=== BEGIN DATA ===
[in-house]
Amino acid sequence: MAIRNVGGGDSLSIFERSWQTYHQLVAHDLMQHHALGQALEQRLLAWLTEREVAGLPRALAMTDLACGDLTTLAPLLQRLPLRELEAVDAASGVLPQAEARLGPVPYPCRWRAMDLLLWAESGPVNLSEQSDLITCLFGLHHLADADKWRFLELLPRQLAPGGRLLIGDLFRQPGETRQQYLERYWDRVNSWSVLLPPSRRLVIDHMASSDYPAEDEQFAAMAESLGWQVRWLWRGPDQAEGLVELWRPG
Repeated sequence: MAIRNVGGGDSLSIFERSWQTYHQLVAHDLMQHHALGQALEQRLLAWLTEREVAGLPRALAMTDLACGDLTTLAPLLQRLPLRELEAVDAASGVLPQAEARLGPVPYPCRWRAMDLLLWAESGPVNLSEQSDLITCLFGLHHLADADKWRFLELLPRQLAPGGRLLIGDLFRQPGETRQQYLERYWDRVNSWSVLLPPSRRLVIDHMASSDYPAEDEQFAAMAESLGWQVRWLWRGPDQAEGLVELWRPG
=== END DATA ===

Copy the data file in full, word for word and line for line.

[in-house]
Amino acid sequence: MAIRNVGGGDSLSIFERSWQTYHQLVAHDLMQHHALGQALEQRLLAWLTEREVAGLPRALAMTDLACGDLTTLAPLLQRLPLRELEAVDAASGVLPQAEARLGPVPYPCRWRAMDLLLWAESGPVNLSEQSDLITCLFGLHHLADADKWRFLELLPRQLAPGGRLLIGDLFRQPGETRQQYLERYWDRVNSWSVLLPPSRRLVIDHMASSDYPAEDEQFAAMAESLGWQVRWLWRGPDQAEGLVELWRPG
Repeated sequence: MAIRNVGGGDSLSIFERSWQTYHQLVAHDLMQHHALGQALEQRLLAWLTEREVAGLPRALAMTDLACGDLTTLAPLLQRLPLRELEAVDAASGVLPQAEARLGPVPYPCRWRAMDLLLWAESGPVNLSEQSDLITCLFGLHHLADADKWRFLELLPRQLAPGGRLLIGDLFRQPGETRQQYLERYWDRVNSWSVLLPPSRRLVIDHMASSDYPAEDEQFAAMAESLGWQVRWLWRGPDQAEGLVELWRPG